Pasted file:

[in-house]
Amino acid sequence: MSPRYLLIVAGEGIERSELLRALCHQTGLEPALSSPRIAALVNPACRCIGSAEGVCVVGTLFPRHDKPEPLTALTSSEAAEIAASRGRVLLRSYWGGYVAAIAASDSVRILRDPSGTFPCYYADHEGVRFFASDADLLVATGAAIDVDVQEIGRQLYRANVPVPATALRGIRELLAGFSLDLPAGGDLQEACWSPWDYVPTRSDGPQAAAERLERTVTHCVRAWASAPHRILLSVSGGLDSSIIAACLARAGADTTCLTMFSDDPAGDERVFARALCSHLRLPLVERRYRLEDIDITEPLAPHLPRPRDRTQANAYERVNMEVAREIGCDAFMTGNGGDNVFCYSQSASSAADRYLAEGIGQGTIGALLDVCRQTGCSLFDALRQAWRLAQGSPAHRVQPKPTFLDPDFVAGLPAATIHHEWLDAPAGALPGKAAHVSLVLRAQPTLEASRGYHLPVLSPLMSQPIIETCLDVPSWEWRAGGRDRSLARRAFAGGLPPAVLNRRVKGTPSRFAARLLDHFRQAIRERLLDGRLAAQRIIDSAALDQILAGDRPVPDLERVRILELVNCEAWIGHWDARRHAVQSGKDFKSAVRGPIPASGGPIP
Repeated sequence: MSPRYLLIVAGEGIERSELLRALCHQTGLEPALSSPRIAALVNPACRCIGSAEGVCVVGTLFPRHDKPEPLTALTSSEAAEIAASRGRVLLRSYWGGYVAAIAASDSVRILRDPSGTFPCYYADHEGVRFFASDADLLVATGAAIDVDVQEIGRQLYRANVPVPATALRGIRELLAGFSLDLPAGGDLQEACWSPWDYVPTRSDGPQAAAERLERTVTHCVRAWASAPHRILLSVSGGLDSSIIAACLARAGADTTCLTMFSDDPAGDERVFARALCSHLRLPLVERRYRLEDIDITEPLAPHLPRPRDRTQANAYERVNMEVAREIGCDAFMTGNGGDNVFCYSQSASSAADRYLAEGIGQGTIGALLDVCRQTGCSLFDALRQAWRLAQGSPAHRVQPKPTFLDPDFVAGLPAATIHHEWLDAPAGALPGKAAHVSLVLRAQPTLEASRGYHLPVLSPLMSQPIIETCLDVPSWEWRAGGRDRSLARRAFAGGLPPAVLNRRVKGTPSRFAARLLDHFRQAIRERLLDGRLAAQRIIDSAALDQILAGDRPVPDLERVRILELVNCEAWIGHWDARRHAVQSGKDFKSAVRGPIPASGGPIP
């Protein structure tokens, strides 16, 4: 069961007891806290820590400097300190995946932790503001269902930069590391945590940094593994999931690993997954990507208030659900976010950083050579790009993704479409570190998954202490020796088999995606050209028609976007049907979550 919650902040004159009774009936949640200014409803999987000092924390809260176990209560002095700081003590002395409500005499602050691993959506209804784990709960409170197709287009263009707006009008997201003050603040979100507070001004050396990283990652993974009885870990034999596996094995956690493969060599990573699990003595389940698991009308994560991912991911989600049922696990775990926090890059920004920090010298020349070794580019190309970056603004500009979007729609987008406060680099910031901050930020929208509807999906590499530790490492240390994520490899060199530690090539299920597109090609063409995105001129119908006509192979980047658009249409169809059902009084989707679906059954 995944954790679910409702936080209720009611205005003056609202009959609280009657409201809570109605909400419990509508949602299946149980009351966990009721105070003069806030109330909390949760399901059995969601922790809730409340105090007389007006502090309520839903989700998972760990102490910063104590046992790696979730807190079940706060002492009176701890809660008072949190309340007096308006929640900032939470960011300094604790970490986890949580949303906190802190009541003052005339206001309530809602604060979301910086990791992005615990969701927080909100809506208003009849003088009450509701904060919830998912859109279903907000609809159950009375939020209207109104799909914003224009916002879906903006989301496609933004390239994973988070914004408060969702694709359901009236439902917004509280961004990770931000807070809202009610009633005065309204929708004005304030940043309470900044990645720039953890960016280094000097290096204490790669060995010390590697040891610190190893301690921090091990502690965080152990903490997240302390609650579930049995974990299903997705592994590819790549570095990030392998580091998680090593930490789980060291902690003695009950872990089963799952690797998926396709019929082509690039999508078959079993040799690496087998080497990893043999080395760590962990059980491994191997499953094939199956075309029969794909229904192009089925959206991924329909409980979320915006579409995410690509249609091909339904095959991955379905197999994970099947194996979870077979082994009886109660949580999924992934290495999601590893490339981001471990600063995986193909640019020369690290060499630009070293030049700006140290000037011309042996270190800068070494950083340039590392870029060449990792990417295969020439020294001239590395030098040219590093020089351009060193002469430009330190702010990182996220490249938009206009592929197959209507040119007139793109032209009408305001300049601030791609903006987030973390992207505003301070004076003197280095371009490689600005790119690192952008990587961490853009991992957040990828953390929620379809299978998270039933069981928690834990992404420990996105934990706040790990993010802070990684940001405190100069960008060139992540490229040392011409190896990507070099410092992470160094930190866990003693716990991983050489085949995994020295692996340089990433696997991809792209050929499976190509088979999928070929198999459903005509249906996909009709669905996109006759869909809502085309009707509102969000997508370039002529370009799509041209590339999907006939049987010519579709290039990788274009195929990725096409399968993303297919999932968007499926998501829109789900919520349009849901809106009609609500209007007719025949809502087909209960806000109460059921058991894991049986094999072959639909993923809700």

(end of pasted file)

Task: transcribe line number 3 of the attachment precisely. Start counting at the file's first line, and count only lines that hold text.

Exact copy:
Repeated sequence: MSPRYLLIVAGEGIERSELLRALCHQTGLEPALSSPRIAALVNPACRCIGSAEGVCVVGTLFPRHDKPEPLTALTSSEAAEIAASRGRVLLRSYWGGYVAAIAASDSVRILRDPSGTFPCYYADHEGVRFFASDADLLVATGAAIDVDVQEIGRQLYRANVPVPATALRGIRELLAGFSLDLPAGGDLQEACWSPWDYVPTRSDGPQAAAERLERTVTHCVRAWASAPHRILLSVSGGLDSSIIAACLARAGADTTCLTMFSDDPAGDERVFARALCSHLRLPLVERRYRLEDIDITEPLAPHLPRPRDRTQANAYERVNMEVAREIGCDAFMTGNGGDNVFCYSQSASSAADRYLAEGIGQGTIGALLDVCRQTGCSLFDALRQAWRLAQGSPAHRVQPKPTFLDPDFVAGLPAATIHHEWLDAPAGALPGKAAHVSLVLRAQPTLEASRGYHLPVLSPLMSQPIIETCLDVPSWEWRAGGRDRSLARRAFAGGLPPAVLNRRVKGTPSRFAARLLDHFRQAIRERLLDGRLAAQRIIDSAALDQILAGDRPVPDLERVRILELVNCEAWIGHWDARRHAVQSGKDFKSAVRGPIPASGGPIP